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The glory of 24-hour power finally reaches Fair Isle

The glory of 24-hour power finally reaches Fair Isle By John Johnston BBC News, Shetland

  • 12 October 2018
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Media captionFor the first time in it the island's history, Fair Isle residents can enjoy 24-hour electricity

Fair Isle, the remote island half way between Orkney and Shetland, is famed for its knitwear, migratory birds and, of course, its place in the shipping forecast.

Now, for the first time in its history, Britain's most remote community will also have a reliable electricity supply 24 hours a day.

The island, which is three miles long and one and a half miles wide, has a population of just 55.

Since the 1980s, power has come from a combination of wind turbines and a diesel generator, with no way of storing electricity.

And until now when there was no wind it was lights out between 11.30pm and 7.30am.

Image caption Fair Isle is one of the UK's most remote islands

But now the island, which is owned by the National Trust for Scotland, has a £3.5m renewable energy scheme made up of three turbines, along with solar panels and batteries that can store enough for about a day's supply.

The ribbon on the new scheme will be cut by local schoolchildren because Scottish government minister Paul Wheelhouse could not make it because of the weather.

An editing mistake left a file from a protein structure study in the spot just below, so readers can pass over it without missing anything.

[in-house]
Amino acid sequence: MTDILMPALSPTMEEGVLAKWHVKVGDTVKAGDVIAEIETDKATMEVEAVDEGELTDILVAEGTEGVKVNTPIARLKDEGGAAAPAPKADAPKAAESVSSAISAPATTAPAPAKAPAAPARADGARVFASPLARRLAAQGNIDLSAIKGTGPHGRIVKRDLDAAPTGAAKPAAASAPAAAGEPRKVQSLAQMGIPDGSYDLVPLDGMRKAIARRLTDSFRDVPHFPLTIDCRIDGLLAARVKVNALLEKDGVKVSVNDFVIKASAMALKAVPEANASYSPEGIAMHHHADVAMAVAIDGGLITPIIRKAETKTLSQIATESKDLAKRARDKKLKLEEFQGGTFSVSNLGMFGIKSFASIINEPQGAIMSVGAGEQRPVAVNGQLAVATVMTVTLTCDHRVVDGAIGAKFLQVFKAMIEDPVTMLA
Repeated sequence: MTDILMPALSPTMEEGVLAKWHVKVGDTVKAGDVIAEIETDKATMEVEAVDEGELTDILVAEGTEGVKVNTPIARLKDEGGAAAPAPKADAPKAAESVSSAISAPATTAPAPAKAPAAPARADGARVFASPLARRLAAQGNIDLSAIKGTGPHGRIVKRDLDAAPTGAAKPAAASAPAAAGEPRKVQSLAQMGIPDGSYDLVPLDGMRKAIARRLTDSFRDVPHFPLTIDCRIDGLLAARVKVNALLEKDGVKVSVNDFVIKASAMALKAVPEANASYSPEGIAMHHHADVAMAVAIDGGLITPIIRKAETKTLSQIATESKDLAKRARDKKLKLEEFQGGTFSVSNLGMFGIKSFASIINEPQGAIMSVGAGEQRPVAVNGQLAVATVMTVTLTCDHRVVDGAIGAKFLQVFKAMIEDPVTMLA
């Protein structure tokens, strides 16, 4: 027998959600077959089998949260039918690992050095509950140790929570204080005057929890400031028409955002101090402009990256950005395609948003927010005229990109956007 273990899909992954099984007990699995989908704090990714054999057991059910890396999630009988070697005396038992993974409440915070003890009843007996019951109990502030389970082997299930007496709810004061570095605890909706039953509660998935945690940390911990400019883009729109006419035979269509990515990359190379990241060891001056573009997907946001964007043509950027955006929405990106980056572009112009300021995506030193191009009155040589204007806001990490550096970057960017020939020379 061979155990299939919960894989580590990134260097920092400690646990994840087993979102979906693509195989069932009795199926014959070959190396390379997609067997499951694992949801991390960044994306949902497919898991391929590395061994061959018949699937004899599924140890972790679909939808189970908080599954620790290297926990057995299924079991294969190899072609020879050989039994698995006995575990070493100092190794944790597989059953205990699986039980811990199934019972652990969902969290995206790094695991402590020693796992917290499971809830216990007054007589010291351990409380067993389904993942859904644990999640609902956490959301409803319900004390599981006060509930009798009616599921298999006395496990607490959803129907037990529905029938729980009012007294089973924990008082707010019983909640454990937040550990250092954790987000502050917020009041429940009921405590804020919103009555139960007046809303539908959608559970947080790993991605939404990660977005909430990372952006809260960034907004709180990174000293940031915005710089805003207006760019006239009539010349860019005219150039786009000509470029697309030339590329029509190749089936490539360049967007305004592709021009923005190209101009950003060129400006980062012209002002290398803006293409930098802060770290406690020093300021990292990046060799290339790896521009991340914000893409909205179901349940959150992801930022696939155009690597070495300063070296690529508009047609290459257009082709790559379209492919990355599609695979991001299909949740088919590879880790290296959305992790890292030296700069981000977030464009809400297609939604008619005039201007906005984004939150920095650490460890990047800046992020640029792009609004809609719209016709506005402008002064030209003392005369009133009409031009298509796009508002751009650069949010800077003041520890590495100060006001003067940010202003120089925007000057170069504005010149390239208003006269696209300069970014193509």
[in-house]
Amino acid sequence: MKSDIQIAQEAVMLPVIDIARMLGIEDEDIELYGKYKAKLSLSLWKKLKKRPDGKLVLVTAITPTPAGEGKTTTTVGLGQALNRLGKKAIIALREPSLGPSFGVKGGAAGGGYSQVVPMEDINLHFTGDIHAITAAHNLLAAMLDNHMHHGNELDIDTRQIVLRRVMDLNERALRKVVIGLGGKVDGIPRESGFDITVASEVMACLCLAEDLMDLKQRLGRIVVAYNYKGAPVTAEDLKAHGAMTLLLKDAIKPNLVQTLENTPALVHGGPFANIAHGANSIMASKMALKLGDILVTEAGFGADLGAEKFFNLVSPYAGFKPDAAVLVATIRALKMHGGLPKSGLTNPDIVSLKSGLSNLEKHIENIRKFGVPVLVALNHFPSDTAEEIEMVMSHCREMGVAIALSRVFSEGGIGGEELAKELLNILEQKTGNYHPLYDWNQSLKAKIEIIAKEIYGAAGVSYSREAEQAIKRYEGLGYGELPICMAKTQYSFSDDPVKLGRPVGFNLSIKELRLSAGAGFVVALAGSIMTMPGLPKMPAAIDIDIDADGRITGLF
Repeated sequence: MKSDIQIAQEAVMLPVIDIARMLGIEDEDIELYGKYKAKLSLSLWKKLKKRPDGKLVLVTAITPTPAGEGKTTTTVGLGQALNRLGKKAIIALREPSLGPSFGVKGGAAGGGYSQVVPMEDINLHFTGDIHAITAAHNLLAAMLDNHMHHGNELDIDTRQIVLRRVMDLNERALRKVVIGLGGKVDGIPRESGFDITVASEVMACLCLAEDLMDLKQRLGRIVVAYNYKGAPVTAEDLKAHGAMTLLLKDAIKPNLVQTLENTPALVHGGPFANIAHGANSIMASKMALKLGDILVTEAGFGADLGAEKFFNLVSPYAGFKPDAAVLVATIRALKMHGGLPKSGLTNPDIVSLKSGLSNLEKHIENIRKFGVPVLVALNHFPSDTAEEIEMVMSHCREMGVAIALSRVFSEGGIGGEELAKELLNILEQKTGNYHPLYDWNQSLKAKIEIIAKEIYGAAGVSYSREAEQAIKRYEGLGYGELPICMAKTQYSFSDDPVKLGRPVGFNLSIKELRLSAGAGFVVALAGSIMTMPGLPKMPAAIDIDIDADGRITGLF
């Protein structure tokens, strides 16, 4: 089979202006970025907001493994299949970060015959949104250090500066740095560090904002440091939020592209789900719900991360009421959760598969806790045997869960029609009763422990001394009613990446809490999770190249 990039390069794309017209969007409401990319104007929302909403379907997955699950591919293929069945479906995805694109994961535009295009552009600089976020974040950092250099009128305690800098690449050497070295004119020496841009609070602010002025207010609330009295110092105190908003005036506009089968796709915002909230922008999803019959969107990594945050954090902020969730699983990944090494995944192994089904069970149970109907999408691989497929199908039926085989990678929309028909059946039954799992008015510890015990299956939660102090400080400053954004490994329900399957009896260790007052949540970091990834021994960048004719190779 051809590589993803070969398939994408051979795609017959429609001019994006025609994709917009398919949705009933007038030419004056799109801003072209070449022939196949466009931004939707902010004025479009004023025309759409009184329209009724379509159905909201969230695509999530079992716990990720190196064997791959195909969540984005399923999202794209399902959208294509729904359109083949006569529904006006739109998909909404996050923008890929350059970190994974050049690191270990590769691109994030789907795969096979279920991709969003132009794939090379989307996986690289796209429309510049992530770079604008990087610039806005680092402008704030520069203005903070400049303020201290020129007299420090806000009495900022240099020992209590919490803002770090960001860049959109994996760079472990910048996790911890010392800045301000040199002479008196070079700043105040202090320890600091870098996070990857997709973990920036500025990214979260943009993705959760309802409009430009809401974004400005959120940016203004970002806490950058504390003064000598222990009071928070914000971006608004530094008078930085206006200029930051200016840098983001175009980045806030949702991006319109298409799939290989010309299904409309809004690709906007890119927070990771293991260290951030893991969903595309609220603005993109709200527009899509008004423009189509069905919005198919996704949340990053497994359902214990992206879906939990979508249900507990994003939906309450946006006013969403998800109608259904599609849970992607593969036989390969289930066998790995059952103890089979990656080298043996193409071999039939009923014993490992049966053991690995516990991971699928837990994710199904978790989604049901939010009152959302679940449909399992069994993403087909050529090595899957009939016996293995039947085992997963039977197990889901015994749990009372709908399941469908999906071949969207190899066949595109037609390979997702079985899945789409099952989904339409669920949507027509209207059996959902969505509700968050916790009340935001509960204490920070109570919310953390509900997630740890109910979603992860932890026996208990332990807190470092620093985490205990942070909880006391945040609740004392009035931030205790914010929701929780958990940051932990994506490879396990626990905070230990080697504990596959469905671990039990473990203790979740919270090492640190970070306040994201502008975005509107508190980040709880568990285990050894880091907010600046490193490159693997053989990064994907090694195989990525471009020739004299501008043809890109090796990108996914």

Image caption Three wind turbines are part of the new renewable energy scheme
Image caption Solar panels have also been set up as part of the project
Image caption Storage batteries can hold power created by the turbines and solar panels

Robert Mitchell, director of the Fair Isle Electricity Company, said: "It's a big day for the island, we've got our electricity project up and running and we're now going to be in the 21st century."

Mr Mitchell said he hoped it would encourage more people to come to live on the island.

He said there had previously been no point building new houses because there was no capacity for extra power.

Image caption Marie Bruhat and Thomas Fisher met when he was installing the wind turbines

One immediate new resident is Thomas Fisher, from Aberdeenshire, who came as a contractor working on installing the turbines and found romance.

Thomas Fisher met his girlfriend Marie Bruhat playing darts in the community hall.

She moved to the island from France 18 months ago to work with knitwear designer Mati Ventrillon.

Marie said: "I'm quite happy it has worked well, that was the plan when I moved to Fair Isle, to meet someone who'd fallen in love with the island."

Image caption Eileen Thomson with her partner Guillermo Rotolo and their children Luca and Ander

Eileen Thomson, who grew up in Fair Isle, is another recent addition to the island having moved back last year with her partner Guilermo, from Argentina, and their young family.

She said the new energy scheme was really important because until now everyone had to be very careful with power consumption.